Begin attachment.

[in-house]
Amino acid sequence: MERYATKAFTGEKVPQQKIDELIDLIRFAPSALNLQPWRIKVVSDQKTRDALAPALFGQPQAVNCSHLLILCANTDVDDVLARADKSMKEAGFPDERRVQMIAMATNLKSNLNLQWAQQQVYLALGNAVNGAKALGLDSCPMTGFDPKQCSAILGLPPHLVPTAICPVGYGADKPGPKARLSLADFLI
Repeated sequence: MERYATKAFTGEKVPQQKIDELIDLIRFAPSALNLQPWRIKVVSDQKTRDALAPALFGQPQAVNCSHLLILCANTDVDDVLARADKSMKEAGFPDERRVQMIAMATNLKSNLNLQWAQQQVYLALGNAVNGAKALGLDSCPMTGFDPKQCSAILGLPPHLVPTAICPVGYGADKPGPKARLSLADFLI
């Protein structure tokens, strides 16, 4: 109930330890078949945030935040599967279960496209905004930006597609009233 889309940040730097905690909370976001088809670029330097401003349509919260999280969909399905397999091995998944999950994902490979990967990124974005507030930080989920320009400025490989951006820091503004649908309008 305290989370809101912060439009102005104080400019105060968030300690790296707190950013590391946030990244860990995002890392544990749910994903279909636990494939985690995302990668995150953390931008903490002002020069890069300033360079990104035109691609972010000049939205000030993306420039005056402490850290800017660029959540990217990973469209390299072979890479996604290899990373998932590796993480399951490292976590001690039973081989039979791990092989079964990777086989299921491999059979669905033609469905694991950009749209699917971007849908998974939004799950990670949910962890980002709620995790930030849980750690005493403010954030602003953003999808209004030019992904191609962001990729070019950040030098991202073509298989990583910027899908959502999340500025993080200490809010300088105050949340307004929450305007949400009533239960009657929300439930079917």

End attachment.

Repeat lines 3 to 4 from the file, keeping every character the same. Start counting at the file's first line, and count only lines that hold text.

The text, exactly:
Repeated sequence: MERYATKAFTGEKVPQQKIDELIDLIRFAPSALNLQPWRIKVVSDQKTRDALAPALFGQPQAVNCSHLLILCANTDVDDVLARADKSMKEAGFPDERRVQMIAMATNLKSNLNLQWAQQQVYLALGNAVNGAKALGLDSCPMTGFDPKQCSAILGLPPHLVPTAICPVGYGADKPGPKARLSLADFLI
């Protein structure tokens, strides 16, 4: 109930330890078949945030935040599967279960496209905004930006597609009233 889309940040730097905690909370976001088809670029330097401003349509919260999280969909399905397999091995998944999950994902490979990967990124974005507030930080989920320009400025490989951006820091503004649908309008 305290989370809101912060439009102005104080400019105060968030300690790296707190950013590391946030990244860990995002890392544990749910994903279909636990494939985690995302990668995150953390931008903490002002020069890069300033360079990104035109691609972010000049939205000030993306420039005056402490850290800017660029959540990217990973469209390299072979890479996604290899990373998932590796993480399951490292976590001690039973081989039979791990092989079964990777086989299921491999059979669905033609469905694991950009749209699917971007849908998974939004799950990670949910962890980002709620995790930030849980750690005493403010954030602003953003999808209004030019992904191609962001990729070019950040030098991202073509298989990583910027899908959502999340500025993080200490809010300088105050949340307004929450305007949400009533239960009657929300439930079917």